Our Expert Surgeons

The Chest Wall Deformity Correction Center at Rocky Mountain Hospital for Children is one of only six chest wall repair clinics offering the Dynamic Compression Device Brace in the country, and the only facility in the western United States. Our world-class physicians and staff are dedicated to your child’s health, and are constantly at the forefront of research and innovation.

Chest Wall Deformities

Chest wall defects are common congenital abnormalities occurring in up to one in 300 births. While the condition can occur in both sexes, it is about four times more likely to occur in boys than in girls.

Pectus Carinatum (PC) is a common pediatric condition identified by an overgrowth of rib cartilages that cause the chest to protrude forward. The most common manifestations of PC occur:

  • In pre-adolescent males between 11-14 years old during a growth spurt
  • From birth, identified around 2-3 years old
  • After open heart surgery (least common)

What Are the Symptoms?

Most people with PC will develop normal hearts and lungs, but the deformity of the chest wall may prevent them from functioning at optimal capability. Many people with PC, children especially, will experience: 

  • Shortness of breath during activity
  • Decreased endurance
  • Occasional chest pain.

In addition to physical symptoms, there can also be psychosocial implications. The shape of the chest can cause embarrassment, lack of self-confidence and possible disruption to social connection through adolescence and into adulthood.

How Are Chest Wall Deformities Treated?

Pectus Carinatum can be treated in two ways: external bracing and surgical intervention.

Bracing

Bracing is the first treatment choice during childhood and adolescence due to its minimally invasive, overall positive results. Because the chest is still compliant during childhood and adolescence, bracing of the chest applies pressure and encourages gradual movement to the sternum in the same way that orthodontic braces move teeth into their proper position.

Learn more about the Dynamic Compression Device Brace.

Surgery

Surgical correction for PC is a well-established and recognized option for treatment when the Dynamic Compression Device is not appropriate or fails to correct the deformity.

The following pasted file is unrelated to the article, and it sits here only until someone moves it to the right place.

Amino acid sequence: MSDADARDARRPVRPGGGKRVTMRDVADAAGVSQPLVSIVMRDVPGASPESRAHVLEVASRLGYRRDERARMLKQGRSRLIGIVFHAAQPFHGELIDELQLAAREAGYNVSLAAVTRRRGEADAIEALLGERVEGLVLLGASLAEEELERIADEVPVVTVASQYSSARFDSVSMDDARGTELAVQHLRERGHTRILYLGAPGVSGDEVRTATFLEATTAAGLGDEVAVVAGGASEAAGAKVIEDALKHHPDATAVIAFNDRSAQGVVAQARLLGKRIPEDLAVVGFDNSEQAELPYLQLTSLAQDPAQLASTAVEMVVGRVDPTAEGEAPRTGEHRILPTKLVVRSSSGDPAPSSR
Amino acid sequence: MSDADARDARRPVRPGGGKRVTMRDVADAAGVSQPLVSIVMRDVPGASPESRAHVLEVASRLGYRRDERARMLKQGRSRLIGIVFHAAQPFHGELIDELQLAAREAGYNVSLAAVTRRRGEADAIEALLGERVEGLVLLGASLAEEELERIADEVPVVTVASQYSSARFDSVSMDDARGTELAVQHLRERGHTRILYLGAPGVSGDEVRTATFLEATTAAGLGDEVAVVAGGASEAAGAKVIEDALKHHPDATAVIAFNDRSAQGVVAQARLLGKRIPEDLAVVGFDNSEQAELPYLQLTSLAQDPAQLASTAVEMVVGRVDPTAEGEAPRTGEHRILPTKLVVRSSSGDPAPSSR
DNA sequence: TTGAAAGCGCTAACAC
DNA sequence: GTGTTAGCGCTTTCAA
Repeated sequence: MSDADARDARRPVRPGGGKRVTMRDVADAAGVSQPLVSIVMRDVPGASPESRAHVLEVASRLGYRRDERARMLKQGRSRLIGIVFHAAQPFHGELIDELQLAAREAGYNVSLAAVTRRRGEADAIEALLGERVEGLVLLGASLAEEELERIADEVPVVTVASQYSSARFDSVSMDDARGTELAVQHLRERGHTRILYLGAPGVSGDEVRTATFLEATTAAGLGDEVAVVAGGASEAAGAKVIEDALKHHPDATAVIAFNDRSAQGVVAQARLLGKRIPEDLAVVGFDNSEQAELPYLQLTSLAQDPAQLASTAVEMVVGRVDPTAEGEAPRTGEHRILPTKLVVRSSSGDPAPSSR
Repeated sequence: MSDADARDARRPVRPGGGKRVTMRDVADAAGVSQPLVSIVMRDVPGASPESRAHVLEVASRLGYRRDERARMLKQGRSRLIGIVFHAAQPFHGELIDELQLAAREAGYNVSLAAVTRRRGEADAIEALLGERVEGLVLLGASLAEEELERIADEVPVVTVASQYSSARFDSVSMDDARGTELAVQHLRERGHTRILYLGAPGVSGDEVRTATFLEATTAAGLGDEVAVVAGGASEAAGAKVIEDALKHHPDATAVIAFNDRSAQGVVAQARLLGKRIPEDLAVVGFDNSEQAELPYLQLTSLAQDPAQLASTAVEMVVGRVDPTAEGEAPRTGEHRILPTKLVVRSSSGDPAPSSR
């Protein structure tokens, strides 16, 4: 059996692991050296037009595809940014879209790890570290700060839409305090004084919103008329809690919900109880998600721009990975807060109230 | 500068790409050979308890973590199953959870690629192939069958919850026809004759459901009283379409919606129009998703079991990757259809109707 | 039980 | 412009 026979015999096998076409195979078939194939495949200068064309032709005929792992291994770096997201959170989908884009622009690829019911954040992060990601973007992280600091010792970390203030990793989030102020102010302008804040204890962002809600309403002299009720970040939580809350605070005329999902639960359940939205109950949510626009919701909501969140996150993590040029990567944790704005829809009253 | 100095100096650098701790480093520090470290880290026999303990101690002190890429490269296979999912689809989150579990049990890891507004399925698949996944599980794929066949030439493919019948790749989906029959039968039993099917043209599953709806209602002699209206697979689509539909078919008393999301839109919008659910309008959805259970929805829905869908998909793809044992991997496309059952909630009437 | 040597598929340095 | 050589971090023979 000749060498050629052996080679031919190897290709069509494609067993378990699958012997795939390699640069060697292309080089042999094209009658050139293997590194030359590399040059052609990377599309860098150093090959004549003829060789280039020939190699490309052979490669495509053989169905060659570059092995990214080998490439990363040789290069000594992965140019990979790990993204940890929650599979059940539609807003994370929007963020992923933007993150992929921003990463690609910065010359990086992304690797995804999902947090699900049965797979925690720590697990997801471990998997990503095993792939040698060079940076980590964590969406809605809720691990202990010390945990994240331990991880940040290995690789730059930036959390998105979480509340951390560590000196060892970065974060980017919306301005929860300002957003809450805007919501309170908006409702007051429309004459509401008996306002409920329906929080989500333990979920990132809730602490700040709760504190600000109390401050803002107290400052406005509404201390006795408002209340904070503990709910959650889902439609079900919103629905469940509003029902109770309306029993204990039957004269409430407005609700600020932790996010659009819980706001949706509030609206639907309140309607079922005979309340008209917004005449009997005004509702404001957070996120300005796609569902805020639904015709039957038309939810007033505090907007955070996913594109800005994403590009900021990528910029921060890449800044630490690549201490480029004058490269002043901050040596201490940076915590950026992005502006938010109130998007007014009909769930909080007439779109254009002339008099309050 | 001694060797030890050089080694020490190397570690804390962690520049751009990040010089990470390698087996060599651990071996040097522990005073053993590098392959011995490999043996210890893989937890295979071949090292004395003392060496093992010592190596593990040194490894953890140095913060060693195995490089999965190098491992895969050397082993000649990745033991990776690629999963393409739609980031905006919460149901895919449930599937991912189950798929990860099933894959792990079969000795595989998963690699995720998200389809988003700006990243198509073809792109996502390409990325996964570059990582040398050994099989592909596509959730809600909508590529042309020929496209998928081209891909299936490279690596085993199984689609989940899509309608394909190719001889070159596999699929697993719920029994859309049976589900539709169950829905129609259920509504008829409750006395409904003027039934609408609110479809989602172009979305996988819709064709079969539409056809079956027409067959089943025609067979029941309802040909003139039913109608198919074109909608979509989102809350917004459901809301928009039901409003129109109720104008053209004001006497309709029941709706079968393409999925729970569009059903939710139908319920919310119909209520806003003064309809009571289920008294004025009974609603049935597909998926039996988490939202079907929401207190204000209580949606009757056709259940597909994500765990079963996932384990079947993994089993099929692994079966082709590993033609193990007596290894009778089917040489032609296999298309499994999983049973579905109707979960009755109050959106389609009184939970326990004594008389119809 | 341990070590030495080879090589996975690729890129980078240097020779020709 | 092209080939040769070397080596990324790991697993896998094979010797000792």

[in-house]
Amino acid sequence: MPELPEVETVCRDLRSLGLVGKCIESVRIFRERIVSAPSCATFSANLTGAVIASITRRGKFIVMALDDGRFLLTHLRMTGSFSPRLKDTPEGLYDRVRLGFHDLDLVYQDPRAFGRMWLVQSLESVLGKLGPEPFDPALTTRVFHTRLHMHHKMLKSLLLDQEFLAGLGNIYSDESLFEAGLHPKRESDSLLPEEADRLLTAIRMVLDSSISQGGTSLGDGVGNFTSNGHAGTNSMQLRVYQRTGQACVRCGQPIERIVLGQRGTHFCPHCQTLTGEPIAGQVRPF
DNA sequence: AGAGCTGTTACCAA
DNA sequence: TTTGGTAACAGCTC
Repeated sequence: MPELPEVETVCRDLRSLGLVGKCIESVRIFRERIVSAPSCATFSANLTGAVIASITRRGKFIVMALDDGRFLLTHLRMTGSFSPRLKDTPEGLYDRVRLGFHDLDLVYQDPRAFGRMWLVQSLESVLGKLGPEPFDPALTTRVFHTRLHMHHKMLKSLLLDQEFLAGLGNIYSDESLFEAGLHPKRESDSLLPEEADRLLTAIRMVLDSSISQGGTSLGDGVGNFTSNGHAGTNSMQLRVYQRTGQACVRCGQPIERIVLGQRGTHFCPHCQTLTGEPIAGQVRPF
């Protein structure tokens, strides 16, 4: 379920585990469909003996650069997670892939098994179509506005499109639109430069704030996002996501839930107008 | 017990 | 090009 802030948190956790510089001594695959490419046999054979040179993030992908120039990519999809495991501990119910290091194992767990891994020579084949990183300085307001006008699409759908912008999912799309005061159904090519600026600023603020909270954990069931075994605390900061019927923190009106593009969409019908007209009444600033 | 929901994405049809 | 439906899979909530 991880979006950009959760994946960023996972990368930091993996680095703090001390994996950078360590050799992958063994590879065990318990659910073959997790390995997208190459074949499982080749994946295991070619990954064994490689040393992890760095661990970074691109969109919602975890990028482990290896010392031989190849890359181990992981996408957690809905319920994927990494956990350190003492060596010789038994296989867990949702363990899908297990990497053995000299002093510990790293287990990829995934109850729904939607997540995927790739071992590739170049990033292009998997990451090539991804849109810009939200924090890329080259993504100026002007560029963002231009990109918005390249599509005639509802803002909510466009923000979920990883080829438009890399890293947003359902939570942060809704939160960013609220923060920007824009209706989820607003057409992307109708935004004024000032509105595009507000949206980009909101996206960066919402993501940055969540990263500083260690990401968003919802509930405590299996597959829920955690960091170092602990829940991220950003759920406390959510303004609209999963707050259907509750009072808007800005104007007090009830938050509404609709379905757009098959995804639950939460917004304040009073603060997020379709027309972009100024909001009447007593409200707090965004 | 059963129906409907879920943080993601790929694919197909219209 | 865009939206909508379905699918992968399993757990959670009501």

An incision is made in the center of the chest to repair the abnormality by reshaping and/or removing abnormal rib cartilage, with additional sternum (breast bone) revision or reposition necessary in some cases. After surgery, drains are left in place for three to six days and are removed when drainage decreases.

Hospitalization after PC correction surgery may last anywhere from three to five days depending on the patient’s body and healing; the patient also undergoes strict activity restrictions for a minimum of two to three months after surgery.

To schedule appointment with any of our world-class physicians at the Chest Wall Deformity Correction Center, call (303) 839-6001.

Pectus Carinatum (Dynamic Compression Brace)

A common pediatric condition identified by an overgrowth of rib cartilages that cause the chest to protrude forward. Pectus Carinatum can be treated in two ways: external bracing and surgical intervention. Learn more about the Dynamic Compression Device Brace.

Before Bracing

After Bracing

Pectus Excavatum or Sunken Chest

  • Most common chest-wall deformity
  • Caused by abnormal growth of cartilage where the ribs connect to the sternum
  • Most noticeable in early teenage years with a rapid growth spurt
  • Most common symptoms – back pain, shortness of breath, exercise intolerance and chest pain
  • Diagnosis requires a physical examination with pediatric surgeon
  • To achieve anatomical correction of PE is most often an operative procedure called the Nuss Procedure

Nuss Procedure

  • Minimally invasive surgery using small incisions that are approx. 1 inch long on each side of the chest
  • The incisions allows for the placement of curved steel bar under the sternum, which is customized to each patient , and instantly corrects the PE.
  • The bar is not visible from the outside and stays in place for a minimum of two years
Meet our patient, Kai: a Hawaiian teen who has been dubbed 'Ironman' after surgery to correct sunken chest.

Rocky Mountain Pediatric Surgery
2055 High St.
Suite 370
Denver, CO 80205

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